Dona Maria, my guardian

One afternoon, the doorbell rang at our front door, which is accessed by the social elevator. (The social elevator serves one apt. per floor, and the service elevator, which is reserved for all maids, service people, and folks with dogs, serves all four apts. per floor, and is accessed at the back door.) I was working in my usual spot in the living room.  Our once-a-week maid, Dona Maria, was cleaning in the back.

Before I answered, I looked through the peephole, and thought I heard (over the sound of the vacuum) my name, “Ana.”

I could see a dark-haired woman, and thought it was our friend Fabiula, with her son Daniel. So, I opened the door—to a stranger dressed in sort of a maid’s outfit. She immediately began talking, the gist being that she was supposed to clean an apartment on our floor, but couldn’t get to it.

Little warning bells went off in my head, so I looked past the open door, and saw Dona Maria standing in the hallway, arms crossed, listening. I motioned her over and she stepped in front of me…and took over.

She asked the woman what she wanted (gruffly, and remember, all of this is in Portuguese), and then in no uncertain terms told the woman to go back down to the lobby and find the service elevator, that this was no place for a maid and that the maid knew better than to knock on my door. The woman pushed the elevator button, and had to stand there in our tiny foyer waiting for the elevator to come back up 24 floors, the whole time being berated by Dona Maria, who kept an eagle eye on her until the elevator door closed behind her.

Then she turned to me. Uh-oh. (Now, Dona Maria is two years older than I am.) But I was in for it. Sure enough, she put her hands on her hips and told me that I was not supposed to open the door to strangers. This is Brazil, and things are different here. I only open the door when I am expecting someone. I tried to explain that I thought it was a friend, but she wouldn’t have it. If I wasn’t expecting someone, or if the porteros hadn’t called and told me that someone was coming, I was never to open the door. Cuidado: it isn’t safe.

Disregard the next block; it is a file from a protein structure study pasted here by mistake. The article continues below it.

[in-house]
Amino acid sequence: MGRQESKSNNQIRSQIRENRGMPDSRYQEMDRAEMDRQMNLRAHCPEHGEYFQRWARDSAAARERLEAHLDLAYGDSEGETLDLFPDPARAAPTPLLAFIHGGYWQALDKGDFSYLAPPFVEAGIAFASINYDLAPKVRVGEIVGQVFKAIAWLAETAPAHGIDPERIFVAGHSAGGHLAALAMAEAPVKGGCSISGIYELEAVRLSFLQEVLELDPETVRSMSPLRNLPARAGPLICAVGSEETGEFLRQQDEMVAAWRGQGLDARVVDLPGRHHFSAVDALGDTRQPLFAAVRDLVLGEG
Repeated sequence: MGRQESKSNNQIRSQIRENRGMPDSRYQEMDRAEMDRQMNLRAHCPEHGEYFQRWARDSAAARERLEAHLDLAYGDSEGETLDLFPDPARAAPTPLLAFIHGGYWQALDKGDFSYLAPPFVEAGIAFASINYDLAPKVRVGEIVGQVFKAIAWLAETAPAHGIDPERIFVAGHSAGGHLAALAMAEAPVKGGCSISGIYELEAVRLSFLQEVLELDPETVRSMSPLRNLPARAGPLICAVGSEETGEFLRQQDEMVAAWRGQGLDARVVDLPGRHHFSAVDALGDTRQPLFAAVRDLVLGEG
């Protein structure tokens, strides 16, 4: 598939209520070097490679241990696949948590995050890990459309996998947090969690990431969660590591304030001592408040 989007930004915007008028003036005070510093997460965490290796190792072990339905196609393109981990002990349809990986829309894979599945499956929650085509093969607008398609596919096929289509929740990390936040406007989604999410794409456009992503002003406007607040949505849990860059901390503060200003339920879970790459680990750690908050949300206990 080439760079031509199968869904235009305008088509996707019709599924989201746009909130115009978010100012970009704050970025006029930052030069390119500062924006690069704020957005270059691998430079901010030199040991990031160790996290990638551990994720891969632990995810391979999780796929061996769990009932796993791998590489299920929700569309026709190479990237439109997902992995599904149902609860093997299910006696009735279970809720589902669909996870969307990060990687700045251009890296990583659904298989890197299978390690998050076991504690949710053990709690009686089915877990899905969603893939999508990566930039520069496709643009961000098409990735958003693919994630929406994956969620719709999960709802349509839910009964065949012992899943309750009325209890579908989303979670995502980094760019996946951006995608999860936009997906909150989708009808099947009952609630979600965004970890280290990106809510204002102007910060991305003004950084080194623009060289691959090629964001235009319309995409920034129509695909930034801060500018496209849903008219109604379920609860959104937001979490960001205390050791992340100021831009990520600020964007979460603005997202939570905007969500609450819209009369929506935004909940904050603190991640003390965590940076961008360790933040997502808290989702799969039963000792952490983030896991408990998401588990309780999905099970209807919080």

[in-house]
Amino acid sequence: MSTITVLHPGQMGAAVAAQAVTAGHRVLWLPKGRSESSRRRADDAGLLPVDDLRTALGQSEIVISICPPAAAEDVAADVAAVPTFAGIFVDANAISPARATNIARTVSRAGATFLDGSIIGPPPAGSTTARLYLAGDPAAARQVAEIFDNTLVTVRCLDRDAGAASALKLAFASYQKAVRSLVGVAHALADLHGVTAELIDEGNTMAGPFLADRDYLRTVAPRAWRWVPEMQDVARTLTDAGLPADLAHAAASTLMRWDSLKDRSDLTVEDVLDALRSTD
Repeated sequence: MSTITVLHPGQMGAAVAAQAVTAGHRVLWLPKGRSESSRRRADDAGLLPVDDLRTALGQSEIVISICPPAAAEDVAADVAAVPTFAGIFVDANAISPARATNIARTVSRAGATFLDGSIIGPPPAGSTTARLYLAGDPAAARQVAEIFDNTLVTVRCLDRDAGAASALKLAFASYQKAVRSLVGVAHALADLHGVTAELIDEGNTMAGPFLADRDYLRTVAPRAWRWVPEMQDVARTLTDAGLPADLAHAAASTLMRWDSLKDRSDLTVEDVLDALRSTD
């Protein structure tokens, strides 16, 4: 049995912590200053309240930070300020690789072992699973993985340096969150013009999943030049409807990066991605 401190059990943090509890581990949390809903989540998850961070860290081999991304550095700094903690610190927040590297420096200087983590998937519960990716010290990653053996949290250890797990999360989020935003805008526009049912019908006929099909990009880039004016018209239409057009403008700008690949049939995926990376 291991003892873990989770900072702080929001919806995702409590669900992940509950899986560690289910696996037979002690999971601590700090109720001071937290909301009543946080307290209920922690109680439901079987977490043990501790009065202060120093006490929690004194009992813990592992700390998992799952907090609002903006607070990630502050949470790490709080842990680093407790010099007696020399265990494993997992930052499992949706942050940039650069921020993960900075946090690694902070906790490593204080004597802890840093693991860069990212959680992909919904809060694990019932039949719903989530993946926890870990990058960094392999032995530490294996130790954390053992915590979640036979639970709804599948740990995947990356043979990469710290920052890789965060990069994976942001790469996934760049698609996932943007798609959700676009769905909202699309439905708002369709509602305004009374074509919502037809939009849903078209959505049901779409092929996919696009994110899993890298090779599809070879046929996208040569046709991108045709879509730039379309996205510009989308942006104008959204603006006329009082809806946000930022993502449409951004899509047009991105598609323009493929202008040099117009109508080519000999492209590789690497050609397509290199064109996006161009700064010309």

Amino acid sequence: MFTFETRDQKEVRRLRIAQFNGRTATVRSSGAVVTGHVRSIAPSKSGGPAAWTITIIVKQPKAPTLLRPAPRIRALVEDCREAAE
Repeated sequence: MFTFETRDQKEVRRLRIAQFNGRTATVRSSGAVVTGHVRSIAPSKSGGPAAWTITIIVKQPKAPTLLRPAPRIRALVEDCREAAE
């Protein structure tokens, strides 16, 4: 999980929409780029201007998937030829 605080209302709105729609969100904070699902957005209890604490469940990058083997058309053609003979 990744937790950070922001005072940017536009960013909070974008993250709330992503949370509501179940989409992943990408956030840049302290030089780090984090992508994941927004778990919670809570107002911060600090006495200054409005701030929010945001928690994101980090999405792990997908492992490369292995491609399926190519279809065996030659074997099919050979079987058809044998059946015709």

I said I thought this was a secure building. She said no, anyone can get in (well, they can’t actually, since they have to be admitted by the porteros, but once in, they have the freedom to roam). She said I have no idea who is in the buildings at any time, and I cannot trust anyone.

Properly chastened, I went back to my computer and she returned to her cleaning. “I’ve just been hollered at by my maid,” I wrote to friend Meg Shreve, with whom I was also Instant Messaging.

A few minutes later, Dona Maria reappeared, and called my name gently. “Dona Ana.” I stood to speak with her and she patted my arm, and proceeded to tell me in a much gentler voice that one minute of a kind heart could lead to a great deal of trouble.

The woman was likely “casing the joint,” she implied. If I had let her walk through the apartment to the back door, she would have scoped out everything we had, and the next thing we know, we would have been robbed. I was too kind, too trusting, and I had to be aware that things here were not the same here as at home.

Just then, the intercom phone rang. I answered (usually, Dona Maria answers for me), and was told that the water delivery boy was here. I said he could come, hung up, and told Dona Maria. She said yes, that’s the way it works. The porteros call and then I know to expect someone.

We both went back to work, and the phone rang again. This time, she answered (thank goodness, ’cause I’m not sure I would have understood.) She hung up and explained to me that the service elevator was busy with people moving furniture, so the water was being delivered in the social elevator.

Sure enough, minutes later, the front doorbell rang. I looked through the peephole and saw Neto, one of the porteros, with another man in our foyer. Dona Maria was at my side as I opened the door and greeted Neto. Dona Maria directed the boy to place the two water bottles inside the front door, thanked Neto, and nodded them on their way. I also thanked Neto (one of my favorites), and then closed the door.

“That’s how it’s done,” she said (again, in Portuguese). I told her that I needed her by my side every day. She patted my arm, winked, and went back to work.

My guardian.